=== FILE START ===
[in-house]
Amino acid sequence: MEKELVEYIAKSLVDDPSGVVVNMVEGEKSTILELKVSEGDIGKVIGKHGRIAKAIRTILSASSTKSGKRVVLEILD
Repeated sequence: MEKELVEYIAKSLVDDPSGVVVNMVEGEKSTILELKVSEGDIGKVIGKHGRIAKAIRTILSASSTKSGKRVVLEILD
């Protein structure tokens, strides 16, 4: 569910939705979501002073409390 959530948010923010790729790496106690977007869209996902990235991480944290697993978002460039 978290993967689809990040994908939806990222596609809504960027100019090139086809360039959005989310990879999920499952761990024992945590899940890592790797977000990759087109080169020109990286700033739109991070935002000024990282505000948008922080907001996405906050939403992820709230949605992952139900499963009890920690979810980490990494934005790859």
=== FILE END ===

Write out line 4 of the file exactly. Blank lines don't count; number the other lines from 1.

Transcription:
């Protein structure tokens, strides 16, 4: 569910939705979501002073409390 959530948010923010790729790496106690977007869209996902990235991480944290697993978002460039 978290993967689809990040994908939806990222596609809504960027100019090139086809360039959005989310990879999920499952761990024992945590899940890592790797977000990759087109080169020109990286700033739109991070935002000024990282505000948008922080907001996405906050939403992820709230949605992952139900499963009890920690979810980490990494934005790859």